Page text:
Keep Foodborne Illness on the Bench for Spring Sports
Apr 01, 2016
Spring is a special time in the sports world; Major League Baseball (MLB) begins its regular season while the National Hockey League (NHL) and National Basketball Association (NBA) begin their playoffs. As diehard sports fans dig into the latest statistics about their favorite teams, we want to share some statistics about foodborne illness our public health team is working to beat.
CDC estimates that 48 million Americans (one in six) fall ill with food poisoning annually, resulting in more than 128,000 hospitalizations and 3,000 deaths. Considering those odds it is likely that you, someone you know, or some of your favorite MLB, NHL or NBA players may be impacted by food poisoning this season. With that impact in mind, let’s take a look at some of the key players on ‘Team Foodborne Illness’ and what you can do to make sure you stay in the game.
Team Foodborne Illness Scouting Report
- Bacteria – This is a common source of foodborne illness and can include players such asSalmonella, E. coli, and Listeria.
- Speed: Onset of symptoms may be hours, days, or weeks depending on the bacteria and the individual.
- Superlatives: Clostridium botulinum can create toxins and develop spores which are difficult to destroy. Refer to USDA's Complete Guide to Home Canning to ensure C. botulinum doesn’t make an appearance in home canned foods.
- Viruses –Norovirus is a star for Team Foodborne Illness. Norovirus accounts for roughly 50% of all outbreaks of food related illness.
- Speed: Onset of symptoms range from 12-48 hours.
- Superlative: Norovirus can spread easily when ready to eat foods touch surfaces or hands that have not been sufficiently cleaned and sanitized. Always wash hands for a full 20 seconds with warm water and soap before touching, preparing, or eating foods.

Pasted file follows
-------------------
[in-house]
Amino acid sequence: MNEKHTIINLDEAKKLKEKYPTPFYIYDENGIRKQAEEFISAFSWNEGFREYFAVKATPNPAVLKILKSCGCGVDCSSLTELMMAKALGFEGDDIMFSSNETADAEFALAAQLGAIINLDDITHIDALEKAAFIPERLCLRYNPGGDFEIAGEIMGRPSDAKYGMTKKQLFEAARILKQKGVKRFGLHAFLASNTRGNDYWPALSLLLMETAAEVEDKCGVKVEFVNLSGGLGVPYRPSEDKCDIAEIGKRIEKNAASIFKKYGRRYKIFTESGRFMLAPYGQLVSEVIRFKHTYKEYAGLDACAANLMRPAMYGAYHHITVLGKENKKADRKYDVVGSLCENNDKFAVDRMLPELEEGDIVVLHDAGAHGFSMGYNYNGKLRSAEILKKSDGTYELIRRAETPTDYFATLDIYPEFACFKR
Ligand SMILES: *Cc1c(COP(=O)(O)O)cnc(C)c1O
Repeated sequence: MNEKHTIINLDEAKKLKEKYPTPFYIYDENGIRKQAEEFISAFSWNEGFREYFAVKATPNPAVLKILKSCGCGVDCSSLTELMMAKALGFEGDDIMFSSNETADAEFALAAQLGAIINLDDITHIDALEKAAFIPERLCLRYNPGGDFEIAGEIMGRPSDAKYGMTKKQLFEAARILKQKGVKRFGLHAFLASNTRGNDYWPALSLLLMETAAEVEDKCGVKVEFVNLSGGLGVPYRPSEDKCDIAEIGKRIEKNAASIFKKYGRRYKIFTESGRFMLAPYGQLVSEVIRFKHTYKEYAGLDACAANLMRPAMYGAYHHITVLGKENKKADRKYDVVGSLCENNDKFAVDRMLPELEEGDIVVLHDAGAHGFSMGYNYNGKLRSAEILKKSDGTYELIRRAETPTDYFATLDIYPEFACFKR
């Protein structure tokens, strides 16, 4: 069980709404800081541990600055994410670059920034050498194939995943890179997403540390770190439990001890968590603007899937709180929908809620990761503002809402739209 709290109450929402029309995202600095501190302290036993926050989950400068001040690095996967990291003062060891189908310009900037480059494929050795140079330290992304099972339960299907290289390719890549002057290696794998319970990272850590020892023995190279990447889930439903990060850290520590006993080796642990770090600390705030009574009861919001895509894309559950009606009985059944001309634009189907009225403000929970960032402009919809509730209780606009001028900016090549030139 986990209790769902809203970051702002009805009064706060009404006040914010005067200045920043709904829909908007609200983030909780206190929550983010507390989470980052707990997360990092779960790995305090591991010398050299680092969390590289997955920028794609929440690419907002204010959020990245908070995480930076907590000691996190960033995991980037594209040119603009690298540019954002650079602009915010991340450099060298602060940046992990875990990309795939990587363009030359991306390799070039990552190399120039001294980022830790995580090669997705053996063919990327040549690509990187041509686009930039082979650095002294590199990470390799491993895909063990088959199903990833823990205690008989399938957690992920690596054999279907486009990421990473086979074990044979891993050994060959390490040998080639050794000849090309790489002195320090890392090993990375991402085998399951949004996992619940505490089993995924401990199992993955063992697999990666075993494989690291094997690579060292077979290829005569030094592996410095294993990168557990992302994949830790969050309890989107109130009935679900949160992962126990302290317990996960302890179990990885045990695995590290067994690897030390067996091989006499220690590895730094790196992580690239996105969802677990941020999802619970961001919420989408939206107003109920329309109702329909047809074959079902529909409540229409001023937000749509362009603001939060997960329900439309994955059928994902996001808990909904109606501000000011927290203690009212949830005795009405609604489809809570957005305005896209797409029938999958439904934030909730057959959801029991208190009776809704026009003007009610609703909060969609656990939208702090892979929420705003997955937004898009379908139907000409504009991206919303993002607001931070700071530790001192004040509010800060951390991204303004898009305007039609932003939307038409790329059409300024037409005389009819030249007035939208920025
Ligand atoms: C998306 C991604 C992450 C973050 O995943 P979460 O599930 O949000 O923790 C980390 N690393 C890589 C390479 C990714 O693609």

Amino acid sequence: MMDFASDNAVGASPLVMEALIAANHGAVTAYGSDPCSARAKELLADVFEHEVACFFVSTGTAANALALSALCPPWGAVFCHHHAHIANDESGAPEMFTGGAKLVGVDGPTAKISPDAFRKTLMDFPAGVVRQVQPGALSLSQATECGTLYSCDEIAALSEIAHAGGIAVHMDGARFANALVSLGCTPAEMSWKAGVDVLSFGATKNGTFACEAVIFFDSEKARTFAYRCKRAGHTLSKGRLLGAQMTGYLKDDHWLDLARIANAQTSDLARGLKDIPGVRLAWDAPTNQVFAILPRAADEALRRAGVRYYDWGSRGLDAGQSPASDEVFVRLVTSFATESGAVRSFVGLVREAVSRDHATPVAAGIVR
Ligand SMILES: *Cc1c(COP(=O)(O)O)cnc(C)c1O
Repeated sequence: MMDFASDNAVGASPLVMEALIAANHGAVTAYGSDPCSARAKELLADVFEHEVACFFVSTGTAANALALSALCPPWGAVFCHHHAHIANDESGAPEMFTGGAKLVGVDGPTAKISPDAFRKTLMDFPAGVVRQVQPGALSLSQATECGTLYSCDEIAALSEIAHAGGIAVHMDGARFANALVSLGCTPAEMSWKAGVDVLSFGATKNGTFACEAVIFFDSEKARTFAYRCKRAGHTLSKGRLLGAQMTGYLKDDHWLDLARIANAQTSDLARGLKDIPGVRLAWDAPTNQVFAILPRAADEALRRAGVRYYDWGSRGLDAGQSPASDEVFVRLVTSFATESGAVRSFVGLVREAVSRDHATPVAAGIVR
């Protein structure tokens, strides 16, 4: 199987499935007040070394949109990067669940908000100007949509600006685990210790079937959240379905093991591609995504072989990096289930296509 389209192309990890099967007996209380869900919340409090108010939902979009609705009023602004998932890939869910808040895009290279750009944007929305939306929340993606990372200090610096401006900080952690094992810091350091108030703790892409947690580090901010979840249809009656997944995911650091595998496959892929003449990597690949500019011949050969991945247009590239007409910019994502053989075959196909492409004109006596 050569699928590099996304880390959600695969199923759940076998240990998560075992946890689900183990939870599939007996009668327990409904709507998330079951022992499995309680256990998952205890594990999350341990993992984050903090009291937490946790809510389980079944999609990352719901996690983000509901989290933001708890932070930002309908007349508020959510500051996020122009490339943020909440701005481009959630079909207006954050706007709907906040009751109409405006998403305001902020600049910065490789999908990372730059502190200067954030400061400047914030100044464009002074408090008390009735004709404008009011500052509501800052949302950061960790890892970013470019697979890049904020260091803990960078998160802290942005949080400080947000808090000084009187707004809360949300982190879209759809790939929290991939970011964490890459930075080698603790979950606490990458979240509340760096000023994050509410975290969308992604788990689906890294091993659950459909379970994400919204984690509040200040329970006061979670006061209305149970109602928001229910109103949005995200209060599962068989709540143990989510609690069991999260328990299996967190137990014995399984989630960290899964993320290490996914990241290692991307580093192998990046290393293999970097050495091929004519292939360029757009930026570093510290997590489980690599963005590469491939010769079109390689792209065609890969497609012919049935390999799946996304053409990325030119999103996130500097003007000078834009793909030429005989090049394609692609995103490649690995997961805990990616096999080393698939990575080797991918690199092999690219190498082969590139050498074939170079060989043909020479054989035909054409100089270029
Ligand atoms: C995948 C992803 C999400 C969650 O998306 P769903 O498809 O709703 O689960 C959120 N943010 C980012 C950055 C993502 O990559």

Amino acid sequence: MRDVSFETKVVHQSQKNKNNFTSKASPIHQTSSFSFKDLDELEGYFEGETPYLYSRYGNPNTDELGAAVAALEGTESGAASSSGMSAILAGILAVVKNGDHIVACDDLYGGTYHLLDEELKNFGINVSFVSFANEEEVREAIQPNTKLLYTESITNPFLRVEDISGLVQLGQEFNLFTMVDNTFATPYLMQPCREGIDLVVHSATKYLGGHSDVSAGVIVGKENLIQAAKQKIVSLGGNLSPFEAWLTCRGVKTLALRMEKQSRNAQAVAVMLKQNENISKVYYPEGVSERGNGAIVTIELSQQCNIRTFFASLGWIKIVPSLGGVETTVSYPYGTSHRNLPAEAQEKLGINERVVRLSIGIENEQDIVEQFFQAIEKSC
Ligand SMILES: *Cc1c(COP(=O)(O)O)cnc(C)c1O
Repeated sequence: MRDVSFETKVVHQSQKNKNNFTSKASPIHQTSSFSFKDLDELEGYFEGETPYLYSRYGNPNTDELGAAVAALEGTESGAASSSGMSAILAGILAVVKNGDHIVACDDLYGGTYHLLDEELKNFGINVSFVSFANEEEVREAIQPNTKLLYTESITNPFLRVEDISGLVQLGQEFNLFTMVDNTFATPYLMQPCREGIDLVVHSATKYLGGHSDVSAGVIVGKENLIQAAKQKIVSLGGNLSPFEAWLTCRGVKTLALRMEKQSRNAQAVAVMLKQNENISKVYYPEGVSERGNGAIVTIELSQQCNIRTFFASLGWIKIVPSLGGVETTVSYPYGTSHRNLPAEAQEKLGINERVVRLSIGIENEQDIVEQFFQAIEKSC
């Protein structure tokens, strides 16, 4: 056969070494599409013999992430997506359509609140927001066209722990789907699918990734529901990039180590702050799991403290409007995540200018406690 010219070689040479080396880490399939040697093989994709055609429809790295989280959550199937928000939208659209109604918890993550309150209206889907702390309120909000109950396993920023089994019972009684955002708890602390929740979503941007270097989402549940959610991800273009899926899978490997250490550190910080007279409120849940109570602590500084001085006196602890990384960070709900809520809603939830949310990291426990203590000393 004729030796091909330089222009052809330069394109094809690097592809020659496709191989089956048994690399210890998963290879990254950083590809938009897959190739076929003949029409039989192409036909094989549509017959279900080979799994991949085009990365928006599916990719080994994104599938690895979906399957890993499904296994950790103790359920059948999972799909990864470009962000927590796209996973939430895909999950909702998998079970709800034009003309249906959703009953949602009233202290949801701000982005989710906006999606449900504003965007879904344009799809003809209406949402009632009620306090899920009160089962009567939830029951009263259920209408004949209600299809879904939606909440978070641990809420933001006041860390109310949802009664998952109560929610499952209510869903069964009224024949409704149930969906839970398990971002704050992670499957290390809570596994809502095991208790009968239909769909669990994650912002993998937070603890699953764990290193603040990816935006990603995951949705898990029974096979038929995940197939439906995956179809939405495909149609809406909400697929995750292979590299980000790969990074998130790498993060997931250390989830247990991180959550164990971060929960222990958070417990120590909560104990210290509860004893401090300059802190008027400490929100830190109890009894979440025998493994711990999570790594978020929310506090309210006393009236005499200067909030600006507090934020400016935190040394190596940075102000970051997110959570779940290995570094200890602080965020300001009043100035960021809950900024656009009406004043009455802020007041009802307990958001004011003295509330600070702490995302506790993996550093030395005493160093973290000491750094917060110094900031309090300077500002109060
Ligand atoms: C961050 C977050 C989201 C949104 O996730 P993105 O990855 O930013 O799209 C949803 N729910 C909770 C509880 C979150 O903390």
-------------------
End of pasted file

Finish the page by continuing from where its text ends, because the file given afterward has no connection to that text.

- Toxins – Some toxins are naturally produced by food, while others are a product of contaminants growing on foods, such as mold.
- Speed: Growth of mold is faster in high acid foods, like ham, bacon, salami and bologna. Mold can grow at temperatures found in the refrigerator.
- Superlatives: Specific foods can have mold removed and be safe to eat, like hard cheese or FIRM fruits and vegetables. With these foods, cut off at least 1 inch around and below the mold spot. Other foods such as luncheon meats, bacon, hot dogs, and leftover cooked meats need to be discarded if mold is observed. Learn more about Mold on Food .
- Parasites – Toxoplasma gondii is one of Team Foodborne Illness’ designated hitters. Some individuals have the parasite but do not become ill. For those that do become ill, especially pregnant women, it can be very serious.
- Speed: Onset of symptoms range from 1-3 weeks.
- Superlative: Undercooked meats and cat feces can be a means of transfer to humans. Pregnant women should avoid contact with cat feces, including litter that may be contaminated and wash hands thoroughly with warm water and soap before handling or eating foods.
Stopping Team Foodborne Illness
Now that you know some the players on Team Foodborne Illness, here are a few ways to make sure you eliminate them.
- After every 20 minutes of play in the NHL, a Zamboni cleans the rink by using water and scrubbing all surfaces of the ice. Be like a Zamboni when you wash your hands - wash for a full 20 seconds with warm water and soap and scrub all surfaces of your hands, including the backs of your hands, between your fingers, and under your nails.
- Teams start out each game with new uniforms; make sure you start out your cooking game with a fresh kitchen towel. Kitchen towels should be washed often with the hot cycle of a washing machine. If you have a family member that is ill with diarrhea or is vomiting, make sure they are not cooking, preparing, or serving food to others.
- Athletes use ice baths to make sure they stay healthy, serve cold foods in containers and on ice baths to keep your family healthy. If tailgating, use one cooler for perishable foods and another for drinks.
- Finally, stop Team Foodborne Illness from making a comeback in your food by using leftovers within 3 to 4 days and re-heating them to an internal temperature of 165° F.